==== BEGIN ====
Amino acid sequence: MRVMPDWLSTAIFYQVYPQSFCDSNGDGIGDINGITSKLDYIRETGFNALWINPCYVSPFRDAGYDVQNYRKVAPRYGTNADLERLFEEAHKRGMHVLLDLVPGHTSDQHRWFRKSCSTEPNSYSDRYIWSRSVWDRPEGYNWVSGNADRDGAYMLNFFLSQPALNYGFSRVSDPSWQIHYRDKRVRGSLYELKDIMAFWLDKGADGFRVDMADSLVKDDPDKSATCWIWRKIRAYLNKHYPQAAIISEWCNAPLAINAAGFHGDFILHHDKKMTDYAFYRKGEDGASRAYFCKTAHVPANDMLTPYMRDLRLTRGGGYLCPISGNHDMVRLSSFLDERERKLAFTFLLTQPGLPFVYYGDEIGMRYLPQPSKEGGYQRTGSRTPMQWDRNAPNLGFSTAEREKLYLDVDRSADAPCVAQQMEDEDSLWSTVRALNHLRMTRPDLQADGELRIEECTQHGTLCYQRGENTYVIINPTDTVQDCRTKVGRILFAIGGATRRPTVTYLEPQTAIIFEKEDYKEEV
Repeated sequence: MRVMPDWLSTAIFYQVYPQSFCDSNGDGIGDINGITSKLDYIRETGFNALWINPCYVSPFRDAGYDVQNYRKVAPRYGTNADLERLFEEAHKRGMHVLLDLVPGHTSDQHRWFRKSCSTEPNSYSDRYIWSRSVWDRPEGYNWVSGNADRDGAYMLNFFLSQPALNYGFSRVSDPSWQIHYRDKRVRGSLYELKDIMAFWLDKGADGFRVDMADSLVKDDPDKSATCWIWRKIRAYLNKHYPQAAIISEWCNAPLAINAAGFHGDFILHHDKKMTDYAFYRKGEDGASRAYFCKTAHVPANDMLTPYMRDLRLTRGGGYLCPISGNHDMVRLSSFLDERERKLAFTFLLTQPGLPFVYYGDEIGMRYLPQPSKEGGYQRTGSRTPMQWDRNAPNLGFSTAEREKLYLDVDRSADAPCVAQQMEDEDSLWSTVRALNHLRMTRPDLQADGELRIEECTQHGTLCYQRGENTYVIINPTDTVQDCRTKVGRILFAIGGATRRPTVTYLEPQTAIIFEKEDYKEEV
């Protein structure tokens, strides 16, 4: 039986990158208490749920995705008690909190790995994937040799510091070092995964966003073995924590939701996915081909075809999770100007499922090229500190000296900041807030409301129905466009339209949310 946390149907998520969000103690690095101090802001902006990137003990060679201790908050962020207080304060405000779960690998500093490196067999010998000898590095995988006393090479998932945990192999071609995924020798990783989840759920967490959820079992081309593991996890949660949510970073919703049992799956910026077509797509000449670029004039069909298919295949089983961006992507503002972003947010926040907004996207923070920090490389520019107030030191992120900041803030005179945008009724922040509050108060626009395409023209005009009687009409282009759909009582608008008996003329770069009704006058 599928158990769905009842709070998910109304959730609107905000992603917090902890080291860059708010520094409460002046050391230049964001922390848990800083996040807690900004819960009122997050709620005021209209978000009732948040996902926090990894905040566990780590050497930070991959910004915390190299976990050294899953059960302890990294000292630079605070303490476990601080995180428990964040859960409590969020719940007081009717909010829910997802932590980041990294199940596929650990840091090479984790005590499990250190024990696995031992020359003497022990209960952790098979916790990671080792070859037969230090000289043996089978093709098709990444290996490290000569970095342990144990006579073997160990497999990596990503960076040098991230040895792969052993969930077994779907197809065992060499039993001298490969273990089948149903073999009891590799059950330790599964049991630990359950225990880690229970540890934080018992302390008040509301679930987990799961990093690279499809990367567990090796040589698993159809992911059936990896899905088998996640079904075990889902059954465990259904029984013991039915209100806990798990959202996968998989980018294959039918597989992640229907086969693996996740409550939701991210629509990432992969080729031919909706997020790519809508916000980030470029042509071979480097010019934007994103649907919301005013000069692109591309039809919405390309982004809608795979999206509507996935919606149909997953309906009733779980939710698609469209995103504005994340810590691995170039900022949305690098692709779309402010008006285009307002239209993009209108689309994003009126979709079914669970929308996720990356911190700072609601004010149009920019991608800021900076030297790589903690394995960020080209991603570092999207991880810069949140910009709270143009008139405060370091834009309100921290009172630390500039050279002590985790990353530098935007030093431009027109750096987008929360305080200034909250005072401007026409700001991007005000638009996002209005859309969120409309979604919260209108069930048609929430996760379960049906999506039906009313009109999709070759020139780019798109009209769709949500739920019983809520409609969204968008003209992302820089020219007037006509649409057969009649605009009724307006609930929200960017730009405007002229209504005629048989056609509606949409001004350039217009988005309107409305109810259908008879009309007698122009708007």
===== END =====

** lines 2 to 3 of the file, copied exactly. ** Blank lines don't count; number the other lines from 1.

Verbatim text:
Repeated sequence: MRVMPDWLSTAIFYQVYPQSFCDSNGDGIGDINGITSKLDYIRETGFNALWINPCYVSPFRDAGYDVQNYRKVAPRYGTNADLERLFEEAHKRGMHVLLDLVPGHTSDQHRWFRKSCSTEPNSYSDRYIWSRSVWDRPEGYNWVSGNADRDGAYMLNFFLSQPALNYGFSRVSDPSWQIHYRDKRVRGSLYELKDIMAFWLDKGADGFRVDMADSLVKDDPDKSATCWIWRKIRAYLNKHYPQAAIISEWCNAPLAINAAGFHGDFILHHDKKMTDYAFYRKGEDGASRAYFCKTAHVPANDMLTPYMRDLRLTRGGGYLCPISGNHDMVRLSSFLDERERKLAFTFLLTQPGLPFVYYGDEIGMRYLPQPSKEGGYQRTGSRTPMQWDRNAPNLGFSTAEREKLYLDVDRSADAPCVAQQMEDEDSLWSTVRALNHLRMTRPDLQADGELRIEECTQHGTLCYQRGENTYVIINPTDTVQDCRTKVGRILFAIGGATRRPTVTYLEPQTAIIFEKEDYKEEV
């Protein structure tokens, strides 16, 4: 039986990158208490749920995705008690909190790995994937040799510091070092995964966003073995924590939701996915081909075809999770100007499922090229500190000296900041807030409301129905466009339209949310 946390149907998520969000103690690095101090802001902006990137003990060679201790908050962020207080304060405000779960690998500093490196067999010998000898590095995988006393090479998932945990192999071609995924020798990783989840759920967490959820079992081309593991996890949660949510970073919703049992799956910026077509797509000449670029004039069909298919295949089983961006992507503002972003947010926040907004996207923070920090490389520019107030030191992120900041803030005179945008009724922040509050108060626009395409023209005009009687009409282009759909009582608008008996003329770069009704006058 599928158990769905009842709070998910109304959730609107905000992603917090902890080291860059708010520094409460002046050391230049964001922390848990800083996040807690900004819960009122997050709620005021209209978000009732948040996902926090990894905040566990780590050497930070991959910004915390190299976990050294899953059960302890990294000292630079605070303490476990601080995180428990964040859960409590969020719940007081009717909010829910997802932590980041990294199940596929650990840091090479984790005590499990250190024990696995031992020359003497022990209960952790098979916790990671080792070859037969230090000289043996089978093709098709990444290996490290000569970095342990144990006579073997160990497999990596990503960076040098991230040895792969052993969930077994779907197809065992060499039993001298490969273990089948149903073999009891590799059950330790599964049991630990359950225990880690229970540890934080018992302390008040509301679930987990799961990093690279499809990367567990090796040589698993159809992911059936990896899905088998996640079904075990889902059954465990259904029984013991039915209100806990798990959202996968998989980018294959039918597989992640229907086969693996996740409550939701991210629509990432992969080729031919909706997020790519809508916000980030470029042509071979480097010019934007994103649907919301005013000069692109591309039809919405390309982004809608795979999206509507996935919606149909997953309906009733779980939710698609469209995103504005994340810590691995170039900022949305690098692709779309402010008006285009307002239209993009209108689309994003009126979709079914669970929308996720990356911190700072609601004010149009920019991608800021900076030297790589903690394995960020080209991603570092999207991880810069949140910009709270143009008139405060370091834009309100921290009172630390500039050279002590985790990353530098935007030093431009027109750096987008929360305080200034909250005072401007026409700001991007005000638009996002209005859309969120409309979604919260209108069930048609929430996760379960049906999506039906009313009109999709070759020139780019798109009209769709949500739920019983809520409609969204968008003209992302820089020219007037006509649409057969009649605009009724307006609930929200960017730009405007002229209504005629048989056609509606949409001004350039217009988005309107409305109810259908008879009309007698122009708007």